This would be a good point to admit that my own investment in video games dried up almost 30 years ago, when the Sega Genesis came along and rendered my 8-bit Sega Master System obsolete a month or two after I’d poured my life savings into the console. I pretty much stopped playing video games (or anything more complicated than “Candy Crush”) at that point, whereas my brother now spends more of his waking hours gaming than doing anything else. “Free Guy” wasn’t made for me so much as it was for those who invest actual dollars in in-game currency, buying skins and who-knows-what to enhance their avatars.
“Free Guy” assumes a certain level of video game literacy, as in vaguely “Matrix”-like action sequences where Keys and Soonami colleague Mouser (Utkarsh Ambudkar) enter the game as virtual cops and take out offending players (is that a thing?), or when Antwan reboots the game in order to wipe Guy’s brain (aren’t there easier ways to bug-fix?). When all that fails, Antwan takes a fire ax to the server room, which strikes me as one of those Hollywood conceits — like the virus in Sandra Bullock thriller “The Net” melting the screens of every computer it infects — that the filmmakers have embellished to make a thoroughly uncinematic geek concept more exciting.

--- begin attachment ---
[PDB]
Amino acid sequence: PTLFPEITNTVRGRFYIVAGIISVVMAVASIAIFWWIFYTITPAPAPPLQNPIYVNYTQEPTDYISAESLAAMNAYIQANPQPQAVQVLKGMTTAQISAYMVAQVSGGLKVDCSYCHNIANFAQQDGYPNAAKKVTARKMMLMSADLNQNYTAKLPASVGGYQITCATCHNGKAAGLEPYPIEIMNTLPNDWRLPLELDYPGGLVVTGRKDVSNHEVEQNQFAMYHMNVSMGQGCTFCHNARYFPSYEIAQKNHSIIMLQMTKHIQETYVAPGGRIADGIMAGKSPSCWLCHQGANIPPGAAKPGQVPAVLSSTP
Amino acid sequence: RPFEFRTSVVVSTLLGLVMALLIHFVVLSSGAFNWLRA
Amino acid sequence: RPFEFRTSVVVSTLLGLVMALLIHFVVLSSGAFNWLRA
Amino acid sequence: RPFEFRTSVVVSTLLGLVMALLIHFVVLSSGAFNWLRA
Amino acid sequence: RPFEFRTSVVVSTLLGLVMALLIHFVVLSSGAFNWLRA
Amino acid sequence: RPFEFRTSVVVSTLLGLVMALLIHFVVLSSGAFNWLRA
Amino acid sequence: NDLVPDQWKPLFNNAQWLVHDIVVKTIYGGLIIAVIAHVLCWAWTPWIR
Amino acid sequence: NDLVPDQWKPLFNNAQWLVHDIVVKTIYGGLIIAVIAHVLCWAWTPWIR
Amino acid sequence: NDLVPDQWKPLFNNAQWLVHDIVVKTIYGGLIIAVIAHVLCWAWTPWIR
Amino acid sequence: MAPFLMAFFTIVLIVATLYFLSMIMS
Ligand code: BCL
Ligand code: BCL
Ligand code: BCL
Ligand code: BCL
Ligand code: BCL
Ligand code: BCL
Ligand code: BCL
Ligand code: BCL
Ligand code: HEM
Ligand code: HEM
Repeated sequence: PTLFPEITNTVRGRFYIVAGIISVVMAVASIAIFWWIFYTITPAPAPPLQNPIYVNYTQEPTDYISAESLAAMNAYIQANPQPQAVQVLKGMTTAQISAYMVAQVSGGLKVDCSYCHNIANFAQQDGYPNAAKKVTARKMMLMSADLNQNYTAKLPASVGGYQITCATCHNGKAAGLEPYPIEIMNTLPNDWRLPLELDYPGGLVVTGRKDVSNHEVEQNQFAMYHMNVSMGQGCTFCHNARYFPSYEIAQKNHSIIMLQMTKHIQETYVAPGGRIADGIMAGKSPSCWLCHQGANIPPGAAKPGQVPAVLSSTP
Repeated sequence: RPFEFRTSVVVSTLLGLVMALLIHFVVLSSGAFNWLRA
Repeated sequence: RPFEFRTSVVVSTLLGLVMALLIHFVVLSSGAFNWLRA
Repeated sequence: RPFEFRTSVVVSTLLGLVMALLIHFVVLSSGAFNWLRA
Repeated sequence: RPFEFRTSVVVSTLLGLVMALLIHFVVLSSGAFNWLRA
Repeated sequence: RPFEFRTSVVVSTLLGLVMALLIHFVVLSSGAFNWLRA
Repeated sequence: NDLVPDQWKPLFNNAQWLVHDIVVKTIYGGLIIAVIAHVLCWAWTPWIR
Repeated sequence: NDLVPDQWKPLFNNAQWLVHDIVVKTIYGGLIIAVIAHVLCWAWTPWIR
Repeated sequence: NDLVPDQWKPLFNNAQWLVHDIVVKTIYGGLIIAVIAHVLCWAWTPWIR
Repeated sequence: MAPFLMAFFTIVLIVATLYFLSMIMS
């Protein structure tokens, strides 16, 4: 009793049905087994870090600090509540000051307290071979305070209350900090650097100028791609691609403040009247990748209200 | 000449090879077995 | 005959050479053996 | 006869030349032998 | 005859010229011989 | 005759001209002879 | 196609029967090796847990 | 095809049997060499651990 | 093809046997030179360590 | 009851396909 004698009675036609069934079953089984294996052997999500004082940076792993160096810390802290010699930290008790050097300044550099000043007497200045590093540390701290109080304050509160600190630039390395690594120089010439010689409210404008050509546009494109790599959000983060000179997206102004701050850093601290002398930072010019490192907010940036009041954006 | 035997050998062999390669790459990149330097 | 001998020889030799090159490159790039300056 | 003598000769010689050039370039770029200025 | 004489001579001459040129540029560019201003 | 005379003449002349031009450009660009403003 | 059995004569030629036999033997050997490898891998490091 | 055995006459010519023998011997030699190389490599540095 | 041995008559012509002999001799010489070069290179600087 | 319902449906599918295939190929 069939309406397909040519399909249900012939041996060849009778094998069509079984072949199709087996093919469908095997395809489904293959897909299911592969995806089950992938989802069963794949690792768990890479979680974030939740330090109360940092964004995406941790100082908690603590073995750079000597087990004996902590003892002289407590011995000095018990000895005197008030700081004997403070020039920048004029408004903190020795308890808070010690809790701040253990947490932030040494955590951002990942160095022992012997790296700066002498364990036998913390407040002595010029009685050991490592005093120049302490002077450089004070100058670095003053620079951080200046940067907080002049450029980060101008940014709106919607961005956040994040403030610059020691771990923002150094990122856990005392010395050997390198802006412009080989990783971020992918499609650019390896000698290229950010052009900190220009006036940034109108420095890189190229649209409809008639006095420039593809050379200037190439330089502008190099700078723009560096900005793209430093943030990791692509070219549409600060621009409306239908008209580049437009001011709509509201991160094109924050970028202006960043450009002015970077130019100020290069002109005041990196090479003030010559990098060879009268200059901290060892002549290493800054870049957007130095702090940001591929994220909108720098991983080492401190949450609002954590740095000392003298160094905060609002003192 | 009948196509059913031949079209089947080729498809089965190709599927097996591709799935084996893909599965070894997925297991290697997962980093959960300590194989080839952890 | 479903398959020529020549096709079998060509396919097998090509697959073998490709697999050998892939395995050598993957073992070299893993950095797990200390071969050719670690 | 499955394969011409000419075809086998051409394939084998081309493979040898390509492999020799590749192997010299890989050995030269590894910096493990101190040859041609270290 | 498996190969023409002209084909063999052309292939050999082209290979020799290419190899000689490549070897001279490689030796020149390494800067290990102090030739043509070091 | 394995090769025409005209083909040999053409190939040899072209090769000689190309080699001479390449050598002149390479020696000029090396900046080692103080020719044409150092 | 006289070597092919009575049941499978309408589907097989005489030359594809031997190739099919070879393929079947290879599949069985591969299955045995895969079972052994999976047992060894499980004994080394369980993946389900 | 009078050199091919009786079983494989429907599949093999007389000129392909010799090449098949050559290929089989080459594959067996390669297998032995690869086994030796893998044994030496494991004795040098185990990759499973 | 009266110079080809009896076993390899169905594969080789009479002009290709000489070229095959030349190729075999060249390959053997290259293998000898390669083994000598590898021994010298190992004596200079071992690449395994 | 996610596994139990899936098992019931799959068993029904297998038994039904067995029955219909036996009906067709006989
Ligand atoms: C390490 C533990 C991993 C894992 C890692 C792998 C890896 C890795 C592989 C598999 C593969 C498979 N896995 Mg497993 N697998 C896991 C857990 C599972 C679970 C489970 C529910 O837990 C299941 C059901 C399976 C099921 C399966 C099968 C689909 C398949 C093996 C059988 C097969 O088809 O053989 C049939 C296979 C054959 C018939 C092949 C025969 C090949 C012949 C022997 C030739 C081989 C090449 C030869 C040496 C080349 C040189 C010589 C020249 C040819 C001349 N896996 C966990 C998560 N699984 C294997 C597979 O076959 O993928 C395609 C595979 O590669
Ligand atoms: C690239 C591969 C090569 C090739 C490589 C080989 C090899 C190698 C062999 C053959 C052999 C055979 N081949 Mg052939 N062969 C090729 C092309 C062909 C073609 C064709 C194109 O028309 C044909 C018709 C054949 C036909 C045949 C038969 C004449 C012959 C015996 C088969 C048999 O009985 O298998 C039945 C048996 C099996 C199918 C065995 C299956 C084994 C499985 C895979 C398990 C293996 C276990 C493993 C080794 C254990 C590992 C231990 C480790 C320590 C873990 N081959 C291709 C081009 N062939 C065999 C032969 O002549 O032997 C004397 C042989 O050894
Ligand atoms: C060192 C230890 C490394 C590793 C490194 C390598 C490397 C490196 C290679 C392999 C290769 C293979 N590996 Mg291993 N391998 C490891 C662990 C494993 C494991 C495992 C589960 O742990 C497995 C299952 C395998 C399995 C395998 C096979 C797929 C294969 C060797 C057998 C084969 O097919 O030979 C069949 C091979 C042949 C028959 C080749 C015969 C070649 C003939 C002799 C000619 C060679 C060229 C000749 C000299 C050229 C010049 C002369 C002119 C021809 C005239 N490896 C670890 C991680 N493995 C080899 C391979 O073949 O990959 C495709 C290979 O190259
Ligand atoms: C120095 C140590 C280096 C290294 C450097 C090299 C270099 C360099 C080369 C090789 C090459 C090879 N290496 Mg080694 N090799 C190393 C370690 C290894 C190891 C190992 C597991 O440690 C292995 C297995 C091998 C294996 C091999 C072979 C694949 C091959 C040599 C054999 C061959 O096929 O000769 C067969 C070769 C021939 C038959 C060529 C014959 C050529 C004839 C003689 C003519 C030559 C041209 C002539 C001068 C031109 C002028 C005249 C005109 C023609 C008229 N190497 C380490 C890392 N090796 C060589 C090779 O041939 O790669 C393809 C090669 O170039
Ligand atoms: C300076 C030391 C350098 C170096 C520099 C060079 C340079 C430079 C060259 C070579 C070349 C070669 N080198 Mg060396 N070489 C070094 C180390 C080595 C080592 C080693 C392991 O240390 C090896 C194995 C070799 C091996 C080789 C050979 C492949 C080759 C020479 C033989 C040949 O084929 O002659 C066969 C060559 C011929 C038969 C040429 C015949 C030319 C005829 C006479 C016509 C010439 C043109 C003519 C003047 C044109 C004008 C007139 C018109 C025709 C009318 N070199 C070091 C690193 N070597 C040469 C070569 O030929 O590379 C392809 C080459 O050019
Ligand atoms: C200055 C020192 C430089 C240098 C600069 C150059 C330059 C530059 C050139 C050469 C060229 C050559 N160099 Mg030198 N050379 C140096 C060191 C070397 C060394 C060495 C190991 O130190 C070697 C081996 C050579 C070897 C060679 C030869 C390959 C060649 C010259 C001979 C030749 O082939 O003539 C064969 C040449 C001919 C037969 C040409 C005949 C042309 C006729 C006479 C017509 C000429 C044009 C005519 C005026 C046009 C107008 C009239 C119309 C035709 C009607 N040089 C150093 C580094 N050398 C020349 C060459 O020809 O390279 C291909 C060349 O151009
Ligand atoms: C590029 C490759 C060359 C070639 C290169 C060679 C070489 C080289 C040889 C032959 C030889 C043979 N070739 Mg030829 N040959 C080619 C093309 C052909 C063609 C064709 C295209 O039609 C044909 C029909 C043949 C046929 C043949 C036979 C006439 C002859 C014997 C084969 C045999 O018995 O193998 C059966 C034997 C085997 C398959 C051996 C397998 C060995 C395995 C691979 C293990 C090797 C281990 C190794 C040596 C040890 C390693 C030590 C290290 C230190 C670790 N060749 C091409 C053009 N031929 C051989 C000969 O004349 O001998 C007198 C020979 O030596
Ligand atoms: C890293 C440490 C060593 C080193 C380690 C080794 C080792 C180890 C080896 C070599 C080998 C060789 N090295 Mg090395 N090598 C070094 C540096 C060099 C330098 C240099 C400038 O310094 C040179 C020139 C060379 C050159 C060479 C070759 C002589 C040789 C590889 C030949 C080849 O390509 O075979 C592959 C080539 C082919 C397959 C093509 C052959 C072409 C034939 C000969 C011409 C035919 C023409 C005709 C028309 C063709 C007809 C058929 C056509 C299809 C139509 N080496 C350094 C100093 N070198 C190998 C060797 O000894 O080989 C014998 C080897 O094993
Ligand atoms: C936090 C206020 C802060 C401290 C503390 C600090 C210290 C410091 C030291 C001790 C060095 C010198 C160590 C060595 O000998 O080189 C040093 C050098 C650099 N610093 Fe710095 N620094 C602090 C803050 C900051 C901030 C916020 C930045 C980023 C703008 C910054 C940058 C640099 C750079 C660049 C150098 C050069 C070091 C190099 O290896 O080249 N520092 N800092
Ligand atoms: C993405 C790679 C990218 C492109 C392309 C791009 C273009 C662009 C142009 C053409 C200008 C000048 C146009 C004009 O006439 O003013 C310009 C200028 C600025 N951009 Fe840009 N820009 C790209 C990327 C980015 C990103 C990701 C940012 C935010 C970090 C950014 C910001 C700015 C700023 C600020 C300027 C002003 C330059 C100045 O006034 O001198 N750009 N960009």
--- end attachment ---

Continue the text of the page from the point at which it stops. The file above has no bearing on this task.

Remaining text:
But let’s be honest: “Free Guy” is a lot of fun, despite the fact that Levy and the screenwriters seem to be changing the rules as they go. Reynolds might be a little too charismatic to be believable as a personality-devoid NPC (the way that Jim Carrey always seemed too chirpily self-aware as the ostensibly naive star of “The Truman Show”), but it’s a thrill to watch the character come into his own, as “Blue Shirt Guy” (as the fans following his exploits in the game call him) levels up in a hurry.
Less experienced, Comer and Keery are young TV actors (from “Killing Eve” and “Stranger Things”) still trying to pin down their respective big-screen appeal, and they come off more generic than the virtual dude their characters invented here. I’m skeptical that the world really wants the “fishbowl game” they developed, or that people would rather watch an autonomous video game than play one themselves. But “Free Guy” is all but guaranteed to make audiences think differently about NPCs. The medium is still in its infancy, and 40 years from now (if Musk is right), when those virtual characters are sophisticated enough to be indistinguishable from people, it could be fun to go back and see how much “Free Guy” got right.